The Unexpected Side Effect Of Drinking Kombucha

Kombucha's popularity has surged over the past several years, finding its way into mainstream grocery stores. Some health food stores will offer their home-brewed kombucha on tap, and you can find kombucha brew kits to enjoy this fermented drink at home. Some people swear by the health benefits of kombucha, from detox to limiting inflammation to protecting your heart, according to Cleveland Clinic. Yet there isn't a whole lot of research backing these claims.

People are turning to kombucha because they know that fermented foods (like kimchi, tempeh, and kombucha have good bacteria that can improve their gut microbiome (via The Conversation). During the fermentation process, bacteria create biogenic amines — particularly histamine and tyramine — to break down amino acids. If histamines sound familiar to you, you'll know that they're typically associated with allergy symptoms. People who lack a specific enzyme to digest the histamines in kombucha could experience itching, runny nose, headaches, or fatigue.

Histamine intolerance and kombucha

According to Allergy UK, people with histamine intolerance don't have the digestive enzyme diamine oxidase. When they eat foods that contain these biogenic amines, these individuals may feel allergy symptoms 30 minutes or more after eating them. This reaction could occur from drinking kombucha or other fermented foods and drinks such as wine, beer, sauerkraut, kefir, or miso.

This histamine intolerance could also cause gastrointestinal symptoms, according to Healthline. Symptoms like abdominal pain, bloating, or nausea often indicate histamine intolerance. Histamine intolerance can also cause your menstrual cycle to become irregular, but you could also develop high blood pressure or dizziness. People with gastrointestinal disorders (such as celiac disease or irritable bowel syndrome) are more likely to develop a histamine intolerance. Although there isn't a specific test for histamine intolerance, you might want to take a look at your kombucha habit to see if this fermented food is to blame for your allergy-like symptoms.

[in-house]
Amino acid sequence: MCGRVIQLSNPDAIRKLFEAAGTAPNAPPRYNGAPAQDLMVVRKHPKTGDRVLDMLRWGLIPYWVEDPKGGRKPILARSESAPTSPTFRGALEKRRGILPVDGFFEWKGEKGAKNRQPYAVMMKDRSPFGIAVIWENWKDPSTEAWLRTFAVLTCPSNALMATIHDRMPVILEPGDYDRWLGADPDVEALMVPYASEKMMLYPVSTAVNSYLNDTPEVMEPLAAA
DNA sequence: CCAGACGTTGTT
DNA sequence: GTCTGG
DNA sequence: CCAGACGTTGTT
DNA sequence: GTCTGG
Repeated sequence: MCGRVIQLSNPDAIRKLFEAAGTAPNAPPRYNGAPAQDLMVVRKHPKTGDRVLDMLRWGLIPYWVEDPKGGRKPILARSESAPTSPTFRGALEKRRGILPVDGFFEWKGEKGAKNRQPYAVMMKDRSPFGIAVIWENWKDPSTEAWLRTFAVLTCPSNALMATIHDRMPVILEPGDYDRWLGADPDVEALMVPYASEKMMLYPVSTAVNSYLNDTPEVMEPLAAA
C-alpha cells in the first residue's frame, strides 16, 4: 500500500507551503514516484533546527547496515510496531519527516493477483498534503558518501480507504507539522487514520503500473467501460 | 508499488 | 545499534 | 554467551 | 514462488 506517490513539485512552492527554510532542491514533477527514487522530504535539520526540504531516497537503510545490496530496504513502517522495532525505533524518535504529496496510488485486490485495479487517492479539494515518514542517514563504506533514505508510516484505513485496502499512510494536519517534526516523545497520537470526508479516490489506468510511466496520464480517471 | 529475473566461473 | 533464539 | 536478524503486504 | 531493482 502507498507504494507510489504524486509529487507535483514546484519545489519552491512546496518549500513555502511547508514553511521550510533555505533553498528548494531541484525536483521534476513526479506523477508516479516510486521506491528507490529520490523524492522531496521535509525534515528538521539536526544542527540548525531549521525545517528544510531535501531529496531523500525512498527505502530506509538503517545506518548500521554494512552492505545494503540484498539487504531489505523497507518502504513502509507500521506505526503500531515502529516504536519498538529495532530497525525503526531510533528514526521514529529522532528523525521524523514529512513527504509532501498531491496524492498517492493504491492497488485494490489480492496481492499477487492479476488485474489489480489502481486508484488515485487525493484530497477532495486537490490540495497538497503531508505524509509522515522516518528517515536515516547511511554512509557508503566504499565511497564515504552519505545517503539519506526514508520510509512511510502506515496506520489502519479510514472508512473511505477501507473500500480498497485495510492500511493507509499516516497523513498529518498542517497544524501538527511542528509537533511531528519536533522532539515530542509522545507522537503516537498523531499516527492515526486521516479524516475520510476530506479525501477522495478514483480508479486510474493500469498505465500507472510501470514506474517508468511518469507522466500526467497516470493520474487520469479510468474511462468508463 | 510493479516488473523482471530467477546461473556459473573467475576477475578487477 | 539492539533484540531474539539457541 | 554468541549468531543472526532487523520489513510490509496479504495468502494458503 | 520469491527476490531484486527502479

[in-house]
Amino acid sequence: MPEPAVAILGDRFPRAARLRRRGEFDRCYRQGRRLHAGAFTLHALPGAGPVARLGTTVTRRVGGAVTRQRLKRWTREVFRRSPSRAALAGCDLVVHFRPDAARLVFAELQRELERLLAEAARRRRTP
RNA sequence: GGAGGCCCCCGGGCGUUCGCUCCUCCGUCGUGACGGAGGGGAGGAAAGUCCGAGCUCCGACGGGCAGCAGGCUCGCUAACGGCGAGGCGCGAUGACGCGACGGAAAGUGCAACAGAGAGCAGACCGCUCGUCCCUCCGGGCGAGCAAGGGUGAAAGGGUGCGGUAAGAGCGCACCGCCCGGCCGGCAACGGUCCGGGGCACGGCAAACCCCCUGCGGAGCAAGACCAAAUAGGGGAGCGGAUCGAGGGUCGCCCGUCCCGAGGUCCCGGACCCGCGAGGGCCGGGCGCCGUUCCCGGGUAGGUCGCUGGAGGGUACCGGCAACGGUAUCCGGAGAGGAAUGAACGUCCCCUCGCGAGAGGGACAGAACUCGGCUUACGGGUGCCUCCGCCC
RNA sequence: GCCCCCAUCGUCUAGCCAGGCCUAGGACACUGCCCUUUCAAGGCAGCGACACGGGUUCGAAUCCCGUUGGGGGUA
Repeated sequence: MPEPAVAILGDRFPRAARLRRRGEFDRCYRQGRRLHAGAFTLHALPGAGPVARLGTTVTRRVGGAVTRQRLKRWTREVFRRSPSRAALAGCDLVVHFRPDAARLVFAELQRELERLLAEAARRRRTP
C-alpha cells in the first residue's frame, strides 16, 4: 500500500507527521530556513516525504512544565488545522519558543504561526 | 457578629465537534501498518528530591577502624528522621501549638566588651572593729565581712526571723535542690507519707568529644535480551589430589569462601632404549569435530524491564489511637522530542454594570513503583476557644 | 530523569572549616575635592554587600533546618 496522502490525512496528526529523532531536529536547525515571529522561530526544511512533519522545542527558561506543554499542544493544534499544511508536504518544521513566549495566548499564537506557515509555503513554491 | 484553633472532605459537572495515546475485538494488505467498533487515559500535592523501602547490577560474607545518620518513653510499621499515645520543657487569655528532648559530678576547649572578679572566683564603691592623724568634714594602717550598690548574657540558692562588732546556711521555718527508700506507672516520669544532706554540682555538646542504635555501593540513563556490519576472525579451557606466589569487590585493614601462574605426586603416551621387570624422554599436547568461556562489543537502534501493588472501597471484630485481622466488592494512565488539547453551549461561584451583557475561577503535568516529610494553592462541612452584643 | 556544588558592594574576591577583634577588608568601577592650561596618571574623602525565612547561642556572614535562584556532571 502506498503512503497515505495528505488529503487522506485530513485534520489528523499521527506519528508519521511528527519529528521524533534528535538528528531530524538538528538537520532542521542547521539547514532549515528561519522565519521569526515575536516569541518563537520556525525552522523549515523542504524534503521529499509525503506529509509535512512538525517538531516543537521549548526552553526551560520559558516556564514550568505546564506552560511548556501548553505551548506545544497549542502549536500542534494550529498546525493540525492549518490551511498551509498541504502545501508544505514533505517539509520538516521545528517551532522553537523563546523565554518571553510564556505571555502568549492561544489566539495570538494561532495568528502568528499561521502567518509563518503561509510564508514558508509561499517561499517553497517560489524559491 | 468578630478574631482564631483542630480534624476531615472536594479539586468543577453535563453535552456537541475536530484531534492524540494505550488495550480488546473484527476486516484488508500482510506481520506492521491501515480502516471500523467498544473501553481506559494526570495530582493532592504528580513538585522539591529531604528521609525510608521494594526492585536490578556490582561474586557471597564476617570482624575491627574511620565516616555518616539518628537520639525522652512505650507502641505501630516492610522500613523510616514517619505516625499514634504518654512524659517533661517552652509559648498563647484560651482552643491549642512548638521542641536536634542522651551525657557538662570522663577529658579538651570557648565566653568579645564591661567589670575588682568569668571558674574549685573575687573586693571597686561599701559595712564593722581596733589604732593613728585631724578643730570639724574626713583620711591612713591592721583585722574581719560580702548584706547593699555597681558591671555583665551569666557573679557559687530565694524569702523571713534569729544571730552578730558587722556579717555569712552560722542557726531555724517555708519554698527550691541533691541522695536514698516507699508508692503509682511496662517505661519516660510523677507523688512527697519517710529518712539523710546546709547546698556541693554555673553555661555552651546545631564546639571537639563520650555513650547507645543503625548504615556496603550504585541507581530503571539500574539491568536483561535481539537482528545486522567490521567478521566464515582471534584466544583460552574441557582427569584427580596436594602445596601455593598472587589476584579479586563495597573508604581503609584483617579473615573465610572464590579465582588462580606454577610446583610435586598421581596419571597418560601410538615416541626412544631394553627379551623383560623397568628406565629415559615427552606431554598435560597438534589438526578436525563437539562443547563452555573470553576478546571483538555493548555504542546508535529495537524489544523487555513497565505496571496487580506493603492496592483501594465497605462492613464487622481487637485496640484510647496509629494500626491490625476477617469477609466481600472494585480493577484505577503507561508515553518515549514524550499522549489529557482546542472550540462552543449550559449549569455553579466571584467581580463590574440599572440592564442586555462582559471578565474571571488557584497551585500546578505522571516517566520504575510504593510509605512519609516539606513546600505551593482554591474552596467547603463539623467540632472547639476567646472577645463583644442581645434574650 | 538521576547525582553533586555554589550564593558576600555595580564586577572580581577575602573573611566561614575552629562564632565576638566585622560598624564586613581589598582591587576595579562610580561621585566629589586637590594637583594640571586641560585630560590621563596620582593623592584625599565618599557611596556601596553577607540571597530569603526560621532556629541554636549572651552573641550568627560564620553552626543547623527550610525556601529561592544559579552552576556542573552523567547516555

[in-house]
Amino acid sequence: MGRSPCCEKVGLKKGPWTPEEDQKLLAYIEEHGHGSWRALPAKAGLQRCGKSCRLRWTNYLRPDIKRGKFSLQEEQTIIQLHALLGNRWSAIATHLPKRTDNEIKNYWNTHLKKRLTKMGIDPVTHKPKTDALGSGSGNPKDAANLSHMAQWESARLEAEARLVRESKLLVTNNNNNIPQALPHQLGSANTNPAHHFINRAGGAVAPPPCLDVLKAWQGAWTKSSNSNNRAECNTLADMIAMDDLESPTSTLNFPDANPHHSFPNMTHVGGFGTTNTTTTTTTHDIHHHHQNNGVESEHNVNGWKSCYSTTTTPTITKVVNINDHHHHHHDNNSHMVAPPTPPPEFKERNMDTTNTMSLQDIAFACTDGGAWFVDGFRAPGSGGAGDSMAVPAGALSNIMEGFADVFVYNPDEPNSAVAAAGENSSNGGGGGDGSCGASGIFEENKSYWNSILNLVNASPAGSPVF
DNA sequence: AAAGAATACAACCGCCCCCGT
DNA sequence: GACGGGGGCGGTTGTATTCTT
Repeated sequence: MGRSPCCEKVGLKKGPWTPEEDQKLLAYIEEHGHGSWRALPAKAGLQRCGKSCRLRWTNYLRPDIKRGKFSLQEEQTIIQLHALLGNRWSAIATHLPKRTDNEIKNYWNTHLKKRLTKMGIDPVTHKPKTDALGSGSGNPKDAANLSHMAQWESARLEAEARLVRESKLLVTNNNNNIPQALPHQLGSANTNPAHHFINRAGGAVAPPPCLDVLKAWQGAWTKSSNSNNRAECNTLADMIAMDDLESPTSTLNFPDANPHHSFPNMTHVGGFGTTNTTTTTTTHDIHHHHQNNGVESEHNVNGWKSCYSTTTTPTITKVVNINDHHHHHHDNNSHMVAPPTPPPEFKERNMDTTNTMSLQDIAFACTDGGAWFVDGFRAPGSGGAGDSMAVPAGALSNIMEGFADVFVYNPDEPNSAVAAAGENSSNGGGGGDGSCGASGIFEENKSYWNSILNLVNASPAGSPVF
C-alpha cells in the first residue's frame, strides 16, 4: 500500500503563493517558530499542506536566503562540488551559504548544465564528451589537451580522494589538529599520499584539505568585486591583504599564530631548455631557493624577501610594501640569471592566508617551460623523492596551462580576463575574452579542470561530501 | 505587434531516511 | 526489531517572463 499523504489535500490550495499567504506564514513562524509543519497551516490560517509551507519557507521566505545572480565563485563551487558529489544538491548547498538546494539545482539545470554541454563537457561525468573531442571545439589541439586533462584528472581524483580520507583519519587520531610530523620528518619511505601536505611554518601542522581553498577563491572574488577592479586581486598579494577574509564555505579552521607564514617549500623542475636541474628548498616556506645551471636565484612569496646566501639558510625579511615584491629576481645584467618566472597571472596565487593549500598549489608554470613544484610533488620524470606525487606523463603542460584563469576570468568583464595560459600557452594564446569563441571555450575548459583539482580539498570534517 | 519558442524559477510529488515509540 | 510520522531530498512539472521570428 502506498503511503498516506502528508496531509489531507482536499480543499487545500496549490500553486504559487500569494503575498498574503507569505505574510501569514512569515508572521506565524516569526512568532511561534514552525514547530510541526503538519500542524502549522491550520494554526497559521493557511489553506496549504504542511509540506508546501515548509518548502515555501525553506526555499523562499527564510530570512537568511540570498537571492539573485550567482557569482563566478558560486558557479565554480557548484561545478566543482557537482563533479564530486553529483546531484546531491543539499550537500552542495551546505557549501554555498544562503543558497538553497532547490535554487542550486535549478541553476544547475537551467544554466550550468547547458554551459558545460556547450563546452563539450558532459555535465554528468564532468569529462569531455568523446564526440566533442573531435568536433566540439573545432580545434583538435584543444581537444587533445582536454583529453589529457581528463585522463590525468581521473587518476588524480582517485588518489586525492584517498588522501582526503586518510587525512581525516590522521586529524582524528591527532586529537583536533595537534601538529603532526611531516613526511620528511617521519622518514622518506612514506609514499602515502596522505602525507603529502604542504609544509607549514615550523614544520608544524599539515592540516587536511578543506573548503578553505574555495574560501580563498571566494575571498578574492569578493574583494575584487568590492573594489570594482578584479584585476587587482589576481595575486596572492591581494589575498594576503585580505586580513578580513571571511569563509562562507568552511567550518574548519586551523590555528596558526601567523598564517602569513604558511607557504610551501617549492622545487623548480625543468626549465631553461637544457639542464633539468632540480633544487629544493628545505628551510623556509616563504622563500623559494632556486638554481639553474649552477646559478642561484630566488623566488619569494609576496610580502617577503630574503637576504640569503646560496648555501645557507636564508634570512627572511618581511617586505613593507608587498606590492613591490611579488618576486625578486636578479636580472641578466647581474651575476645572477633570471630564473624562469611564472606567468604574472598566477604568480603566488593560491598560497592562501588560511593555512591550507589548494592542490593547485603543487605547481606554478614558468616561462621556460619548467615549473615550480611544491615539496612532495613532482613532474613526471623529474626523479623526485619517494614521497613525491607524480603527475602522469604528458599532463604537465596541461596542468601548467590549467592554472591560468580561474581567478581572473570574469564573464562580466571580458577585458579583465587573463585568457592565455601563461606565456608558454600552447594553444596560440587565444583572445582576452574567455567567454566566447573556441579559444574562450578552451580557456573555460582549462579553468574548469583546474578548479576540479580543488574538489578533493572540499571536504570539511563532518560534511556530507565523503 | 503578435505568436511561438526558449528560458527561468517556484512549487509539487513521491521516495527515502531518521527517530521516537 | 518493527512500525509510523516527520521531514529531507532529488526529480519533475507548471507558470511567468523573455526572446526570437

Other side effects of kombucha

As more people develop their home-brewed kombucha, some kombucha could become contaminated or over-fermented, according to Medical News Today. These homebrews might not be pasteurized like store-bought kombucha, so harmful bacteria could grow — just like healthy bacteria. This could make it unsafe to drink, especially if you have a weakened immune system. Look for kombucha that's been pasteurized, or at least pasteurized before the bacteria is added.

Remember that kombucha is made from brewed tea and sugar. People who are sensitive to caffeine might want to find kombucha brews that are made from herbal teas that are caffeine-free. Some kombucha drinks have added sugar or juices that can add extra calories and raise your blood sugar. Check the label on your favorite kombucha for a low-sugar option. Although it's rare, kombucha could be toxic to your liver, especially if you have a liver condition. Because there isn't an abundance of research on the benefits or side effects of kombucha, it's best to keep your kombucha habit to about one or two 8-ounce servings a day.